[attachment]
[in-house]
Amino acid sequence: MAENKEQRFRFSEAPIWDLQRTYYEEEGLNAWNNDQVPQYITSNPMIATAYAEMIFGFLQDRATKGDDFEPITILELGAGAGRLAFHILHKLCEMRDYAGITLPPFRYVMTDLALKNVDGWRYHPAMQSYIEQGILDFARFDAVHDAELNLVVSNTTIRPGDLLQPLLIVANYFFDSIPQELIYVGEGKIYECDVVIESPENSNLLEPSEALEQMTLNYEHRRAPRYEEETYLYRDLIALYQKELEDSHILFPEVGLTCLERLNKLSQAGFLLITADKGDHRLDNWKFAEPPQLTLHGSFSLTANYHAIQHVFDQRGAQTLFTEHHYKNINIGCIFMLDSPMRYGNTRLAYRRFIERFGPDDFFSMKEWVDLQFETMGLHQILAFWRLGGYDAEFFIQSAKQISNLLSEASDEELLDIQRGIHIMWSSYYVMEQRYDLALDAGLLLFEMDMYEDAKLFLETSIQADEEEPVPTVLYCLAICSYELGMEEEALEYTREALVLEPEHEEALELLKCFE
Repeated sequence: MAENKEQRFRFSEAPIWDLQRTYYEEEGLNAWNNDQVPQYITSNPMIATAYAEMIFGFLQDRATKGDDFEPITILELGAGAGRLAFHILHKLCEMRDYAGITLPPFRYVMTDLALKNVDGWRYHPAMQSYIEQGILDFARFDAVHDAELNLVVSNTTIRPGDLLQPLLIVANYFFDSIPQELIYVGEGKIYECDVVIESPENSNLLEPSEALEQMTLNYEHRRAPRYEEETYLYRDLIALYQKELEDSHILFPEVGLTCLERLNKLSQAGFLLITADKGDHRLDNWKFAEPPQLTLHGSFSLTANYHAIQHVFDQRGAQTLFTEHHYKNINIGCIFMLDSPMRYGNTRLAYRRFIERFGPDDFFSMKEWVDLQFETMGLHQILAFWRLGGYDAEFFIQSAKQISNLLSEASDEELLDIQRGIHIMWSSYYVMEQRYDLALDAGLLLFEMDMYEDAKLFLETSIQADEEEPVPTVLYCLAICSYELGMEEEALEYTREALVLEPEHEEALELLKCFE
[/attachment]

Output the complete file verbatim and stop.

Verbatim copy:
[in-house]
Amino acid sequence: MAENKEQRFRFSEAPIWDLQRTYYEEEGLNAWNNDQVPQYITSNPMIATAYAEMIFGFLQDRATKGDDFEPITILELGAGAGRLAFHILHKLCEMRDYAGITLPPFRYVMTDLALKNVDGWRYHPAMQSYIEQGILDFARFDAVHDAELNLVVSNTTIRPGDLLQPLLIVANYFFDSIPQELIYVGEGKIYECDVVIESPENSNLLEPSEALEQMTLNYEHRRAPRYEEETYLYRDLIALYQKELEDSHILFPEVGLTCLERLNKLSQAGFLLITADKGDHRLDNWKFAEPPQLTLHGSFSLTANYHAIQHVFDQRGAQTLFTEHHYKNINIGCIFMLDSPMRYGNTRLAYRRFIERFGPDDFFSMKEWVDLQFETMGLHQILAFWRLGGYDAEFFIQSAKQISNLLSEASDEELLDIQRGIHIMWSSYYVMEQRYDLALDAGLLLFEMDMYEDAKLFLETSIQADEEEPVPTVLYCLAICSYELGMEEEALEYTREALVLEPEHEEALELLKCFE
Repeated sequence: MAENKEQRFRFSEAPIWDLQRTYYEEEGLNAWNNDQVPQYITSNPMIATAYAEMIFGFLQDRATKGDDFEPITILELGAGAGRLAFHILHKLCEMRDYAGITLPPFRYVMTDLALKNVDGWRYHPAMQSYIEQGILDFARFDAVHDAELNLVVSNTTIRPGDLLQPLLIVANYFFDSIPQELIYVGEGKIYECDVVIESPENSNLLEPSEALEQMTLNYEHRRAPRYEEETYLYRDLIALYQKELEDSHILFPEVGLTCLERLNKLSQAGFLLITADKGDHRLDNWKFAEPPQLTLHGSFSLTANYHAIQHVFDQRGAQTLFTEHHYKNINIGCIFMLDSPMRYGNTRLAYRRFIERFGPDDFFSMKEWVDLQFETMGLHQILAFWRLGGYDAEFFIQSAKQISNLLSEASDEELLDIQRGIHIMWSSYYVMEQRYDLALDAGLLLFEMDMYEDAKLFLETSIQADEEEPVPTVLYCLAICSYELGMEEEALEYTREALVLEPEHEEALELLKCFE